Journey to the Far Side of the Sun is the American title for Doppelgänger, a film that is now generally known as Journey to the Far Side of the Sun elsewhere as well. It’s one of those sci-fi films that came out in the immediate wake of 2001: A Space Odyssey, a movie whose influence over the film is debatable. It’s best known as the last feature film that Gerry Anderson of Supermarionation fame was involved in—Anderson was a producer and writer on Journey to the Far Side of the Sun.
It’s a fairly straightforward sci-fi film of that era: there is a mission comprised of two astronauts sent by the European Space Exploration Council to explore a planet similar to Earth on the far side of the Sun. The duo consists of American astronaut, Glenn Ross (Roy Thinnes), and British scientist, John Kane (Ian Hendry). One is seriously injured, but it seems like they are back on Earth… or are they?
The film certainly isn’t some great lost classic of the genre, but it has very impressive special effects given the time… not 2001 good, but what is? If you go back and watch Anderson’s Supermarionation shows, unlike Thunderbirds, Stingray and Captain Scarlett they really expertly photographed and the special effects work is sensational. The cast are a mixture of fairly bland British and American TV actors, including some who would appeared in Anderson’s TV shows.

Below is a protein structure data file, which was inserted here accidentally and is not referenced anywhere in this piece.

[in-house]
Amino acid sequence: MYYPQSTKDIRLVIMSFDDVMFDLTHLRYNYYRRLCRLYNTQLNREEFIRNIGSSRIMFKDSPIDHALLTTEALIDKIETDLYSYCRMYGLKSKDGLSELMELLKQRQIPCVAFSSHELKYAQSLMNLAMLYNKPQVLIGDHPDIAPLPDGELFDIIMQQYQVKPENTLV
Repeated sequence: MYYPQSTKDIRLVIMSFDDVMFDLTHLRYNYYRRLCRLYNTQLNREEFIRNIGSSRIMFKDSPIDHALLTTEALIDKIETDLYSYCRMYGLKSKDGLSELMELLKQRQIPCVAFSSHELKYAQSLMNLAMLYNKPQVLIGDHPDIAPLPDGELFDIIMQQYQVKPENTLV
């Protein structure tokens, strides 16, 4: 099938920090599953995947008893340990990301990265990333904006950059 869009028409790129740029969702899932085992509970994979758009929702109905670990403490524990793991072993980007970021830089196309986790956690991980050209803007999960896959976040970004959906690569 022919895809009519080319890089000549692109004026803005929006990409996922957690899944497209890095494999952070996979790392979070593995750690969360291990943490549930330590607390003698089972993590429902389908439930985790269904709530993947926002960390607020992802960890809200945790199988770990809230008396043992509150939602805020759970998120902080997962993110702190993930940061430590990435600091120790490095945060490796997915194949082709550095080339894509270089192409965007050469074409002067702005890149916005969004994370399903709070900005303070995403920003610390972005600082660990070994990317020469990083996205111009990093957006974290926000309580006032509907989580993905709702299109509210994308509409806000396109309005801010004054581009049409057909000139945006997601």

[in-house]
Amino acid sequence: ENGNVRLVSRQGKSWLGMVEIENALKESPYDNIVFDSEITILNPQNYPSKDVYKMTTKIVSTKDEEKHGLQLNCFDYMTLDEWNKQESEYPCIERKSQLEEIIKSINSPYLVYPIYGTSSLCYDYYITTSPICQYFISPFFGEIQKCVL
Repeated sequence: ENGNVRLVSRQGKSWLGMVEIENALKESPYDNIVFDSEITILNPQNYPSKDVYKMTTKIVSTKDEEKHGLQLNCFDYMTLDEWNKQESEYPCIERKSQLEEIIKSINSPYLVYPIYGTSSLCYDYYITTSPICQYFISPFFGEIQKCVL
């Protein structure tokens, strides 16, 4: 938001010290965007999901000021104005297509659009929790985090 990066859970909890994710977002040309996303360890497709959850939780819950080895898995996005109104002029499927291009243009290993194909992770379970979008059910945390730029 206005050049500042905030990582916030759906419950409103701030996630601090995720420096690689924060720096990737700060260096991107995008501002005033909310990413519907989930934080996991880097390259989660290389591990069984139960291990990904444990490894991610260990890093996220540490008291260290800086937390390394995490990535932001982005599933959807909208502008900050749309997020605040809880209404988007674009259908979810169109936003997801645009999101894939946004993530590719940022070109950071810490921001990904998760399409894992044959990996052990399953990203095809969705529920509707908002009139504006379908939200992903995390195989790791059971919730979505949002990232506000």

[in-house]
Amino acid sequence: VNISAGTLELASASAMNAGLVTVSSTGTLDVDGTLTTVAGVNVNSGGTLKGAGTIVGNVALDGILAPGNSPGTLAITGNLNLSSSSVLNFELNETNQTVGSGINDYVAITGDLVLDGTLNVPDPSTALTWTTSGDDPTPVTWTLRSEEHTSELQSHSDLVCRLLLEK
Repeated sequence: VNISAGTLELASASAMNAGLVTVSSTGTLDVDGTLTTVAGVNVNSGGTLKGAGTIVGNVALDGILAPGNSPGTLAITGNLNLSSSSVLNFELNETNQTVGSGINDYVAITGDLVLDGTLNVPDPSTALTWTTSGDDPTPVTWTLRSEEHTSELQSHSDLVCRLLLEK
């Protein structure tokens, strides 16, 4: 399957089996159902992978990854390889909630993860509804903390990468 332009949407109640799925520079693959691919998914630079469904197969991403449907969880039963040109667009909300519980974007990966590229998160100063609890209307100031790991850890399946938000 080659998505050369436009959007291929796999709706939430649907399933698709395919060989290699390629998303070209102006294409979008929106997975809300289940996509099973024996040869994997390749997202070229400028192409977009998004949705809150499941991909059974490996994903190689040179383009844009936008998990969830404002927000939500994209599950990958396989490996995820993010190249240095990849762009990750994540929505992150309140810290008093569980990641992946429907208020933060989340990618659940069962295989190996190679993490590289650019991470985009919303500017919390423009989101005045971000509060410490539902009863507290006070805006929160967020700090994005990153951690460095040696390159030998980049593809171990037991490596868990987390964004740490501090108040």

The film was released in 1969, so it undoubtably was in the shadow of two science-fiction films that came before it: 2001: A Space Odyssey and Planet of the Apes, which marked a seismic development in what science fiction could be in the eyes of critics and audiences. Journey to the Far Side of the Sun has some very interesting ideas and an enigmatic ending that seems like a clear riff on that of 2001: A Space Odyssey‘s. Given the fact that Kubrick’s film came out a few months before production started, it’s inconceivable that Anderson, his wife Sylvia Anderson, and the solid, workman-like American director Robert Parrish didn’t have that in the back of their heads while making their film.
It’s a real cult curiosity. It may not completely work, and it flies a little too close to the sun, but Journey to the Far Side of the Sun is worth checking out, especially if you are a fan of Gerry Anderson and/or late ’60s science-fiction cinema.
The release from Fabulous Films includes a theatrical trailer and a double-sided sleeve with all new artwork by Graham Humphreys.